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Abschied von der Harfe (1816) D406

Abschied von der Harfe

Noch einmal tön’, o Harfe, 
Die nur Gefühle tönt! 
Verhalle zart und leise 
Noch jene Schwanenweise, 
Die auf der Flut des Lebens 
Uns mit der Not versöhnt.
Im Morgenschein des Lebens 
Erklangst du rein und hell!
Wer kann den Klang verwahren? 
Durch Forschen und Erfahren 
Verhallet’ und versieget
Des Liedes reiner Quell.
In spätern Jugendjahren
Hallt es schon zart und bang,
Wie Finkenschlag im Märze;
Mit des Entknospens Schmerze
Erbeben Herz und Saiten
Voll Liebe und Gesang!
Am Sommertag des Lebens
Verstummt das Saitenspiel!
Aus sehnsuchtsvoller Seele
Lockt's noch, wie Philomele,
Schon selt'ner, aber rührend
Nur Schwermut und Gefühl.
O schlag’ im dunklen Busen
Der ernsten Abendzeit!
Will um das öde Leben
Des Schicksals Nacht sich weben, 
Dann schlag’ und wecke Sehnsucht 
Nach der Unsterblichkeit!

Farewell to the Harp

Sound once more, O harp; 
you express only emotion! 
Softly, tenderly,
let that swansong fade away 
which in the flood of life 
reconciles us to our misery.
In the dawn of life
you resounded, pure and bright! 
Who can preserve that sound?
With our searchings, our experience, 
the pure source of your song
fades and runs dry.
In later youth
It sounds tender and anxious,
Like the finch’s song in March;
With the pain of budding growth
The heart and the strings quiver,
Filled with love and song.
In the summertime of life
The strings fall silent.
From a yearning soul
They still call, like the nightingale,
More rarely now, yet touching us,
All melancholy and tenderness.
O sound in the dark heart
of solemn eventide!
When the darkness of fate would spin its web 
around life’s barrenness,
then sound forth, and awaken longing
for immortality!

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Franz Peter Schubert was an late Classical and early Romantic composer. He produced a vast oeuvre during his short life, composing more the 600 vocal works (largely Lieder), and well as several symphonies, operas, and a large body of piano music. He was uncommonly gifted from a young age, but appreciation of his music was limited during his lifetime. His work became more popular in the decades after his death, and was praised by 19th century composers, including Mendelssohn, Schumann, Brahms, and Liszt.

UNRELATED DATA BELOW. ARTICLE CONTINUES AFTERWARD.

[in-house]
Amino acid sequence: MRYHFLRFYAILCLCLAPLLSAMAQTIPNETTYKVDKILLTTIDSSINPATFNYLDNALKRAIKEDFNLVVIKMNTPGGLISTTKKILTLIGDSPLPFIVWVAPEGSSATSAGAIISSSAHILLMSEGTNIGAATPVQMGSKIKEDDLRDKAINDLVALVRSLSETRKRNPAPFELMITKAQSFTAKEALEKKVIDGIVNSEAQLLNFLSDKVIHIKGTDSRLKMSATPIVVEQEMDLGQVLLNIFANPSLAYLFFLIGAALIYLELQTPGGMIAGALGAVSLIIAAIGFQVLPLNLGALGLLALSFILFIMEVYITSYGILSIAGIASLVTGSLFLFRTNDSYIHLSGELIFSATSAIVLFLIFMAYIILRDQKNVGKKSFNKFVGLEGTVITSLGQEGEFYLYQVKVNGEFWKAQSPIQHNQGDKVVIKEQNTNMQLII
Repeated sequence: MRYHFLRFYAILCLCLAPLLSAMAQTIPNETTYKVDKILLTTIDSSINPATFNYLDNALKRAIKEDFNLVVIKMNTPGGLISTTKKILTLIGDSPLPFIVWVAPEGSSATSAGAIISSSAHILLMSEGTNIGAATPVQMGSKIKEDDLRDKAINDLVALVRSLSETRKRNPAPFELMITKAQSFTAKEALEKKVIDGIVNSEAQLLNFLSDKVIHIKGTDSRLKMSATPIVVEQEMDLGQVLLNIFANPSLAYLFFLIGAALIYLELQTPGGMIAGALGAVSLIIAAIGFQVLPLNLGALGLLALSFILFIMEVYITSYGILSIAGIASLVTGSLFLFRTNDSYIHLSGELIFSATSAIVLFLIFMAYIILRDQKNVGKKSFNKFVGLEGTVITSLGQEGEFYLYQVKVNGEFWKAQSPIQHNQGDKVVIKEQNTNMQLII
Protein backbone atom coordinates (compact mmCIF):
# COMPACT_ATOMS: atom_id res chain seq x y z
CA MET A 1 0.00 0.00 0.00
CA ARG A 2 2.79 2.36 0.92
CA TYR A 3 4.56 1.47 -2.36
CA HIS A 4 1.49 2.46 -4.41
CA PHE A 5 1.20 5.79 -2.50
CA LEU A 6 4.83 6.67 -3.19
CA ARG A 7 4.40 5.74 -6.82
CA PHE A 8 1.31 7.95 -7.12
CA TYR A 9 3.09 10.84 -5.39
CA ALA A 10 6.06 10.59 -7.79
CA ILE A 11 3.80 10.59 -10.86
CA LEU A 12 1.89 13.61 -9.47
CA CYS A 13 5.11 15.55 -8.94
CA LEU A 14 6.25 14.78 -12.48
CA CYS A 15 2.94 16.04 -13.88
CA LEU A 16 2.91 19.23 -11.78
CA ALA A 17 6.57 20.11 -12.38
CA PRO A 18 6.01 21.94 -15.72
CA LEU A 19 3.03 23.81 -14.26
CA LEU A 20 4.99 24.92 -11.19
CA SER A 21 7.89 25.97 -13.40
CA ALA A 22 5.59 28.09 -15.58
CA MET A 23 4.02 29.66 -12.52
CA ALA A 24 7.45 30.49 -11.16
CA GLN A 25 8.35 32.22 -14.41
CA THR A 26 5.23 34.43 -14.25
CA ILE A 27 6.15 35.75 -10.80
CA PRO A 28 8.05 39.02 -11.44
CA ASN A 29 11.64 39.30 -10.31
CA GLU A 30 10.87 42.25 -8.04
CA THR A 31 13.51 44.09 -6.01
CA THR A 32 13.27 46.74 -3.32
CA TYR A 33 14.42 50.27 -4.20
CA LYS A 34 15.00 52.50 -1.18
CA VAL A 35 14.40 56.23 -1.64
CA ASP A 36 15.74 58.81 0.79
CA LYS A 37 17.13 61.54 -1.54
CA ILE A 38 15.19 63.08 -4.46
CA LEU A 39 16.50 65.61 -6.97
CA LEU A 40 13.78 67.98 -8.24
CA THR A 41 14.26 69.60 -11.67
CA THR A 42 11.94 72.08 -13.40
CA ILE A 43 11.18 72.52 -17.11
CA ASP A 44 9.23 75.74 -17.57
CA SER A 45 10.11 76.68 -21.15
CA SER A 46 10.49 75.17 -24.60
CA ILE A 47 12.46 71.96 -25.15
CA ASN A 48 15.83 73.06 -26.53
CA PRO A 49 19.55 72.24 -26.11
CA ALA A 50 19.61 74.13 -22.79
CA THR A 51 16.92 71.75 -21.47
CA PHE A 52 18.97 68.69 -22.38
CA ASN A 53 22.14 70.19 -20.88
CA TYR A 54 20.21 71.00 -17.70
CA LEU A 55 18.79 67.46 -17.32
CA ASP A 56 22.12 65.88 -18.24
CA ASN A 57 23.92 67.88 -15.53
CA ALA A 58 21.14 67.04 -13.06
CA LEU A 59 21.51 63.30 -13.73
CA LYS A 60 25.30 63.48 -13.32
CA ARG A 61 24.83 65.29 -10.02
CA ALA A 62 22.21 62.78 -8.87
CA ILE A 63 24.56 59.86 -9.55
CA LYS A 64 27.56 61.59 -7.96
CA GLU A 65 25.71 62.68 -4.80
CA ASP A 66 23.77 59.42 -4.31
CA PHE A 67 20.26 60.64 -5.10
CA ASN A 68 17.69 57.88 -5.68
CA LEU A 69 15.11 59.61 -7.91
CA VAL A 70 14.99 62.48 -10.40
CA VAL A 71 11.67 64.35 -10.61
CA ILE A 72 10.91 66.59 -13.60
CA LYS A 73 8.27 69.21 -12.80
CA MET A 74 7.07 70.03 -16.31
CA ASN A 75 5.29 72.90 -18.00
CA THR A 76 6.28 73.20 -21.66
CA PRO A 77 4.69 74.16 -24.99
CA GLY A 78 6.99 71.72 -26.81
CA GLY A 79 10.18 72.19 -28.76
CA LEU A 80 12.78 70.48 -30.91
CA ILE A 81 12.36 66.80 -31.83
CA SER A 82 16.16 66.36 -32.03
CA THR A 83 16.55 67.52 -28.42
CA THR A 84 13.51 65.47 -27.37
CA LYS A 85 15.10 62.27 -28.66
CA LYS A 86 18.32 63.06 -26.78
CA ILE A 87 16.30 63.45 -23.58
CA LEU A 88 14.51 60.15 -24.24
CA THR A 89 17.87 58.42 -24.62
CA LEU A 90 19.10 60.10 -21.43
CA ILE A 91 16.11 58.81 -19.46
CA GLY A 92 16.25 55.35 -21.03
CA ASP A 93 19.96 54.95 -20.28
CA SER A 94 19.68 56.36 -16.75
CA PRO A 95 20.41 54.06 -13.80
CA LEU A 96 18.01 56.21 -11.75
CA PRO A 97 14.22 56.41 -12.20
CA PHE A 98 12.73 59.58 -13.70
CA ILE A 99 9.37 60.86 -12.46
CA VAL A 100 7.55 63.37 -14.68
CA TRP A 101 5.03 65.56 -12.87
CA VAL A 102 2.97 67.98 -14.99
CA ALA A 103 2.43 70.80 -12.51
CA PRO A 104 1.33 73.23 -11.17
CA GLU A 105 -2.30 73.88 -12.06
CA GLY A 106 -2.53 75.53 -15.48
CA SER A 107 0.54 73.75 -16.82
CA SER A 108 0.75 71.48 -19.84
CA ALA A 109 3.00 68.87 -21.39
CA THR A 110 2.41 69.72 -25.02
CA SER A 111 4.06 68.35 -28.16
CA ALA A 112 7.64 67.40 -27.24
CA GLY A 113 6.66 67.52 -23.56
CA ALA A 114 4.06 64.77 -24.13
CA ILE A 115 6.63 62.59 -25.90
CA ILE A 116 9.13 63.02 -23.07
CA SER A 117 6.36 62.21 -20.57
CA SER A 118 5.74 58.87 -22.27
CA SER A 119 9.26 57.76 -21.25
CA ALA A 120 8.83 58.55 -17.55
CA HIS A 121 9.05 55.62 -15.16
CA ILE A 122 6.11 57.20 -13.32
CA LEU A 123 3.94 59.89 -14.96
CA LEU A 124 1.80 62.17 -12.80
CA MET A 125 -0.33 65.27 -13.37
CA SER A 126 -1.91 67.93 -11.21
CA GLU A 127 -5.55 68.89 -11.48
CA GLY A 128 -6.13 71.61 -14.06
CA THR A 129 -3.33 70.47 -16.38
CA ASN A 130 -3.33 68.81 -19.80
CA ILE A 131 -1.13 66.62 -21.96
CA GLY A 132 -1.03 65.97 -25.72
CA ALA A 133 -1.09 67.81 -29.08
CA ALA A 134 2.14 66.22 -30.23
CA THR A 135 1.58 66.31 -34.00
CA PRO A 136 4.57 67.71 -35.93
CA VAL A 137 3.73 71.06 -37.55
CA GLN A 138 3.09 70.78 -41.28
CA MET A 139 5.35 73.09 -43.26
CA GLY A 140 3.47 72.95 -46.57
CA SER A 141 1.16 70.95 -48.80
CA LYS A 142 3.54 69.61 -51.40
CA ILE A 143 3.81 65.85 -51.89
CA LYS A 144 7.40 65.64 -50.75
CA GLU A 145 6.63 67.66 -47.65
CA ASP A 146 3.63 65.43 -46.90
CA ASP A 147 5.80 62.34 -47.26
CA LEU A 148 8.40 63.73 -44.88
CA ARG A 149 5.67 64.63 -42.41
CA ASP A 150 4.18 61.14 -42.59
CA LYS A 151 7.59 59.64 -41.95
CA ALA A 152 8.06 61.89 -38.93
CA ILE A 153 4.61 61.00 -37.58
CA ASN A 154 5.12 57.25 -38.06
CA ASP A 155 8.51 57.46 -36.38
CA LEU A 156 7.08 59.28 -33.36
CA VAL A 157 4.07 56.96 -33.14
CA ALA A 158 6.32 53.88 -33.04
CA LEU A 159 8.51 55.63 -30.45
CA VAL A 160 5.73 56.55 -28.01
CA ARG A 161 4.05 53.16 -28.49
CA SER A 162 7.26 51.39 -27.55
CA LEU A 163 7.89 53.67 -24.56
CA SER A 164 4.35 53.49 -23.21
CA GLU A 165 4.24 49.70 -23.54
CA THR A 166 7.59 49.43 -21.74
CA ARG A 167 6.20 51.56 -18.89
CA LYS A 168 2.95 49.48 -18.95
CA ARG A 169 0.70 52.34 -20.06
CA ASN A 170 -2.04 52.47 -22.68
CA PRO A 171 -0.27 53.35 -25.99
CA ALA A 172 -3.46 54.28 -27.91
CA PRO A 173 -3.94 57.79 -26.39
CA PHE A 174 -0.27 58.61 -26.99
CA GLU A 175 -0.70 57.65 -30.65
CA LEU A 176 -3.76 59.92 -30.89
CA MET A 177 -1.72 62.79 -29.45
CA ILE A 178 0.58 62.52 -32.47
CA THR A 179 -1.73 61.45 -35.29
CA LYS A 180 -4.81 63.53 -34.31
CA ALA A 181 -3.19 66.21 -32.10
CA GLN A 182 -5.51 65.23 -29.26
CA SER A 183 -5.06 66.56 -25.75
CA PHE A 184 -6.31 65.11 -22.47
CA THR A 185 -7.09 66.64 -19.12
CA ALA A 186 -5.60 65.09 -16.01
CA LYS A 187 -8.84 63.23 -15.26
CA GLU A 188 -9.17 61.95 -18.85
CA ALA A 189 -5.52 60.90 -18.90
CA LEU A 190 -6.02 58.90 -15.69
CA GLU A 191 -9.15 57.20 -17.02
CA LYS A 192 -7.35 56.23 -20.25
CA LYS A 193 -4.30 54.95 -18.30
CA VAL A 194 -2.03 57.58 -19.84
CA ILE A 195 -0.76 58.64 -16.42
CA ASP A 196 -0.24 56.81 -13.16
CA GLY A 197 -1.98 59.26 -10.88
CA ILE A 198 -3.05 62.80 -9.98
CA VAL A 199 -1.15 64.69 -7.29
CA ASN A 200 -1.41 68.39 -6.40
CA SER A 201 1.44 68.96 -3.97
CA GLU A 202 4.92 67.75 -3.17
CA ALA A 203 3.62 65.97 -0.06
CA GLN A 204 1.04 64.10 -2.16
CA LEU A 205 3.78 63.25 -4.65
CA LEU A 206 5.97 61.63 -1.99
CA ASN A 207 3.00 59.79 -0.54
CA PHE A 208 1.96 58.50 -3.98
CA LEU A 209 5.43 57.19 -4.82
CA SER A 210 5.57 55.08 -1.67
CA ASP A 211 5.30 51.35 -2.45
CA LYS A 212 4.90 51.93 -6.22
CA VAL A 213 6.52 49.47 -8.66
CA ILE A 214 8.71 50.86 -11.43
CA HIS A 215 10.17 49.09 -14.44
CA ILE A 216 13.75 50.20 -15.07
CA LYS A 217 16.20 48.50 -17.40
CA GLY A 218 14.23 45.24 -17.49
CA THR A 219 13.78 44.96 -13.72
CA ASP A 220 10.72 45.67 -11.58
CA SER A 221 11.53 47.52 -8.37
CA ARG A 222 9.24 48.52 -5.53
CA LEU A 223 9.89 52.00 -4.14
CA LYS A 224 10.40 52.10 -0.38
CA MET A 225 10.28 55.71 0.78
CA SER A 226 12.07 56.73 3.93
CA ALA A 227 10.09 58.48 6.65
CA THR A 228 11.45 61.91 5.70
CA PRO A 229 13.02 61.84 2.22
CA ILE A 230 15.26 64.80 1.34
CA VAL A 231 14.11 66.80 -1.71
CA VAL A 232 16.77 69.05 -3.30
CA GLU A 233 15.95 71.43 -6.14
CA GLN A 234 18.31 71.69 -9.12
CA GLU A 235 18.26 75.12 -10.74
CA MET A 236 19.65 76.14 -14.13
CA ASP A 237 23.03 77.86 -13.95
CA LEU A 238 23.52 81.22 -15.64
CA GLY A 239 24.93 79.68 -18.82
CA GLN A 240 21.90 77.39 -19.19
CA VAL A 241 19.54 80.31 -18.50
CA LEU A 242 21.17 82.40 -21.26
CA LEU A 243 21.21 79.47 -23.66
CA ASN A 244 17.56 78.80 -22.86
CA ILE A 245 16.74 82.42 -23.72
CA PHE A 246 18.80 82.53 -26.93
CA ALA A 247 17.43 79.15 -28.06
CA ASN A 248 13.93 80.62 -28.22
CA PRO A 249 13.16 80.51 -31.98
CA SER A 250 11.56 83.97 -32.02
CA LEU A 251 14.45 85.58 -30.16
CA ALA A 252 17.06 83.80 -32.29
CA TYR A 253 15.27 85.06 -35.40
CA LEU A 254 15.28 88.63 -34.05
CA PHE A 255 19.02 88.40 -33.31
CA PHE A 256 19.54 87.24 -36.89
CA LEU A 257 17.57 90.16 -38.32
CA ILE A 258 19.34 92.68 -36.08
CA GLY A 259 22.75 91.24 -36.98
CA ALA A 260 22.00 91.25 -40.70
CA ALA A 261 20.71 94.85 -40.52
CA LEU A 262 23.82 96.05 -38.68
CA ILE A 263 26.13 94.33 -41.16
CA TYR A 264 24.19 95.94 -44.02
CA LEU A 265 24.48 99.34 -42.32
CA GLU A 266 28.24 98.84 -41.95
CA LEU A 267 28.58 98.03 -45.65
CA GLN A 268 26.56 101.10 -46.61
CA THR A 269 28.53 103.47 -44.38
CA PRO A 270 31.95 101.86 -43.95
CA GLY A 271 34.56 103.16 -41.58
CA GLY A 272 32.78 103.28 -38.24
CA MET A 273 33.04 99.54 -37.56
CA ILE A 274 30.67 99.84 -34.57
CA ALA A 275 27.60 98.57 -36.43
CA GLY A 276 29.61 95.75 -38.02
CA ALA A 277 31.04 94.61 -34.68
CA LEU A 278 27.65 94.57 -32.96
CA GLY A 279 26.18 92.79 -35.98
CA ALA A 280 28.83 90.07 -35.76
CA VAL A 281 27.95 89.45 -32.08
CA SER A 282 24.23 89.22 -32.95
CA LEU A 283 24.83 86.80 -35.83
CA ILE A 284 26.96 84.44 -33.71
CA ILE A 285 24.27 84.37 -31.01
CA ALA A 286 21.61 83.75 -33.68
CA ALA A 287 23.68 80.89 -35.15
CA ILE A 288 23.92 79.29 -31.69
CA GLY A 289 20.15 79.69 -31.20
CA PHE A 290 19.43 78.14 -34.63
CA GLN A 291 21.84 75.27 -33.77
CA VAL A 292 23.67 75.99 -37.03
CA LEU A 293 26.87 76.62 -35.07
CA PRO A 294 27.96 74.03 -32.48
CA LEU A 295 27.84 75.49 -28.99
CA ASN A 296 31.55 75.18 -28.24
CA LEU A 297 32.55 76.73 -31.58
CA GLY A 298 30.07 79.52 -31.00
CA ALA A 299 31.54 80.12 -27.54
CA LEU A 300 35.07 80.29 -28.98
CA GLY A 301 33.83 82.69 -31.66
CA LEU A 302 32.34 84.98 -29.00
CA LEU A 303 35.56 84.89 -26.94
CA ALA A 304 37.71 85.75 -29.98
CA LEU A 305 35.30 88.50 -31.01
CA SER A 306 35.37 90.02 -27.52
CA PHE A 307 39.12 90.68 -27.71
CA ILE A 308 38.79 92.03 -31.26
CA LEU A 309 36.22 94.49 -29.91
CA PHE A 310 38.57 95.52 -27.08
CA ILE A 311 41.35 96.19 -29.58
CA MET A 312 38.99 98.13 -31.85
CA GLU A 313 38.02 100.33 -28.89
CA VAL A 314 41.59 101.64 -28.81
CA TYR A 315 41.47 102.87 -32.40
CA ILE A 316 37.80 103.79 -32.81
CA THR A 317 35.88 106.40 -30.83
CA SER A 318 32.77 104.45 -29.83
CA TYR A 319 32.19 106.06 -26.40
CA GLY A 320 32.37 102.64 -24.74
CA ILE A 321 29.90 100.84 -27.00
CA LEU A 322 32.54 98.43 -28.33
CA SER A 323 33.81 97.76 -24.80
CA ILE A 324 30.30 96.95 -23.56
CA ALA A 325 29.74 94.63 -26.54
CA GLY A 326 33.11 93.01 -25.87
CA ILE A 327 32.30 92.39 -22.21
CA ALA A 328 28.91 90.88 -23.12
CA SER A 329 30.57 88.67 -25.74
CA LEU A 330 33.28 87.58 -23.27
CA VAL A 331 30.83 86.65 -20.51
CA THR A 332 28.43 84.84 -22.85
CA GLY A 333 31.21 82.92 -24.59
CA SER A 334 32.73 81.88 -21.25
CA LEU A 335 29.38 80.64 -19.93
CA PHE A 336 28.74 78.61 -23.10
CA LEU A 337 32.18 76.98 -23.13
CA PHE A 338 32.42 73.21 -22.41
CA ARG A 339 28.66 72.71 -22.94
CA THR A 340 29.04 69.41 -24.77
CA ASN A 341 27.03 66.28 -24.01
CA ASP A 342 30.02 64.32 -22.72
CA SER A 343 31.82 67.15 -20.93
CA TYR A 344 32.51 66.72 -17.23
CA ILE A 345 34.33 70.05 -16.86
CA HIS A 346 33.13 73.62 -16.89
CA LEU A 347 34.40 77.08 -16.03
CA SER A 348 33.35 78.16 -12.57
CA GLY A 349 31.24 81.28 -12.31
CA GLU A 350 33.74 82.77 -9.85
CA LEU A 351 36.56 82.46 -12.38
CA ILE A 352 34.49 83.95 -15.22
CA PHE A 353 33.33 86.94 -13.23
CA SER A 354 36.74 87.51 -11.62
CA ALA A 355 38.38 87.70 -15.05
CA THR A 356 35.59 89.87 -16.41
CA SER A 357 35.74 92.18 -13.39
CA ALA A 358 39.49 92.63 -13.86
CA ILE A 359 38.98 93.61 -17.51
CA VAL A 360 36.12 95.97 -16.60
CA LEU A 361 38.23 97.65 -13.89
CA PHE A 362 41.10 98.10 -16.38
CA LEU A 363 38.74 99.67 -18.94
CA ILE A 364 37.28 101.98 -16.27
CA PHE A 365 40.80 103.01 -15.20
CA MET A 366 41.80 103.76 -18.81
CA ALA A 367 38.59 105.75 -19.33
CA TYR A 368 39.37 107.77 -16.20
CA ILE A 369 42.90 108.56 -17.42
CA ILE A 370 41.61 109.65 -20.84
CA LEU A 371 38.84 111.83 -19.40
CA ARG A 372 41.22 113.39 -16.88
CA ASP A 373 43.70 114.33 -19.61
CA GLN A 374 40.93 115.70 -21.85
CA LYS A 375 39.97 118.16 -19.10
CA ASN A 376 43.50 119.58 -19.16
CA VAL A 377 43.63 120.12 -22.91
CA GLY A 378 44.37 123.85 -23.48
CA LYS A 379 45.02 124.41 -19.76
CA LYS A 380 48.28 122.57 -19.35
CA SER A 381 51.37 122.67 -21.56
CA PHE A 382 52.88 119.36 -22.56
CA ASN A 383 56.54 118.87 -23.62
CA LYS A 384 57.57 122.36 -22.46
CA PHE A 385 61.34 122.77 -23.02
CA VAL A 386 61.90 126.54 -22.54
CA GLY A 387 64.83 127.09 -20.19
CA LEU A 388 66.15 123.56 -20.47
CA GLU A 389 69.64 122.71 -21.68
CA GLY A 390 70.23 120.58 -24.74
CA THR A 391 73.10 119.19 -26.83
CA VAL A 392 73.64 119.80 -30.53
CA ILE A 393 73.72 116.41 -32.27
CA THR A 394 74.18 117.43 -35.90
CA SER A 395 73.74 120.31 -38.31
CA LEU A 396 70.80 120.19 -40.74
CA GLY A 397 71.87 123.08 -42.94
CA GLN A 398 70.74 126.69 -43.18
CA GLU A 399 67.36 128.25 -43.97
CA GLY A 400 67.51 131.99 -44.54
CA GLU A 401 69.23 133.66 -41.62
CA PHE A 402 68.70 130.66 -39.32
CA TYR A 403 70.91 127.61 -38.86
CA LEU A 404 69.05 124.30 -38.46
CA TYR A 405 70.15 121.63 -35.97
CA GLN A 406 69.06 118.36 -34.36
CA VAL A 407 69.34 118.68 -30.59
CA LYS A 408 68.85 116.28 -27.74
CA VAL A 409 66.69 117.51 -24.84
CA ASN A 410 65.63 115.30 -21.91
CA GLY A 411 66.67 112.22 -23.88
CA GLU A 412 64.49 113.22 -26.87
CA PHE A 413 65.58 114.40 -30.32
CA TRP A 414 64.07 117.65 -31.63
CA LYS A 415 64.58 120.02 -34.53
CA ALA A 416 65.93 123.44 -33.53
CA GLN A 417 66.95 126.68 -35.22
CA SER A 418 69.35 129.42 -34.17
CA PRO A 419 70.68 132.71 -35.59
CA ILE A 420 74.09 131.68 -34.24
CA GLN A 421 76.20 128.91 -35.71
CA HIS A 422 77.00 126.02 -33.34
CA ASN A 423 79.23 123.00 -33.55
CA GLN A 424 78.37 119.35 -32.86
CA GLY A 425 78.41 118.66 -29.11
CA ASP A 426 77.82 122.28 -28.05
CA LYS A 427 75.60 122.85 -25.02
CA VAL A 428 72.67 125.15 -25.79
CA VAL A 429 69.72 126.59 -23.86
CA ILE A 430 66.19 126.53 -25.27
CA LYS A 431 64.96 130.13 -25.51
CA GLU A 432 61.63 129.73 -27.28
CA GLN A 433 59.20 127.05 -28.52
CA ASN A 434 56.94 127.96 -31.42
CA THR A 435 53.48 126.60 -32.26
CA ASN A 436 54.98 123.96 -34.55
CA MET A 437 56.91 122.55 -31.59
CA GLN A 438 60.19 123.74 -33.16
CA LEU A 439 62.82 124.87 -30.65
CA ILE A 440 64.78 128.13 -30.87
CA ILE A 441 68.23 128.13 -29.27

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Johann Gaudenz Gubert Graf (& Freiherr) von Salis-Seewis was Swiss poet.

Salis-Seewis came from an old Swiss aristocracy. His father, baron Johann Ulrich von Salis-Seewis (1740–1815), was created a (primogenitive) Comte (count) at Versailles on 1 February 1777 having married Freiin Jakobea von Salis-Bothmar (1741–1791) in 1760. The Reichs-freiherrdom dated back to 20 January 1588, for Dietegan v. Salis.

Between 1779 and 1789 Salis served as an officer in the Swiss Guards in France in Paris, France, until the French revolution made him quit. Salis-Seewis was one of the favourites of Marie Antoinette. In the next year Salis-Seewis undertook a journey to the Netherlands and Germany (including Weimar), meeting Goethe, Herder, Schiller, Wieland, and Matthisson. He particularly connected with Matthisson, and an intimate friendship developed.

The poet colleagues shared a sense of Sturm und Drang and empathy, calling it the ""Bündner Nachtigall" (Graubünden nightingale). Salis-Seewis returned to Switzerland in 1791, living in Chur and marrying there, on 26 December 1793, the 22-year-old Ursina v. Pestalozzi (Chur 29 September 1771 - Malans 27 June 1835). They had two sons; Johann-Ulrich Dietegan (Comte) v. Salis-Seewis (1794–1844) and Johann-Jakob (Freiherr) v. Salis-Seewis (1800–1881). He had a lively involvement in the political changes in his homeland over the next years lively involved, endorsed the alliance of the Three Leagues of Switzerland to the new France, and the proclaimed Helvetic Republic. After the area was occupied by Austria in the following year, Salis-Seewis and his family had to flee to Zurich. There, he was appointed inspector general of the Helvetican troops. This activity brought him the nickname "poet general". He later went to Bern and received a place on the Court of cassation. When the Act of Mediation was issued by Napoleon Bonaparte in 1803, it became possible for Salis-Seewis to return to Graubünden. There he held several public offices until 1817, then he withdrew as Swiss federal colonel. His father had died two years before.

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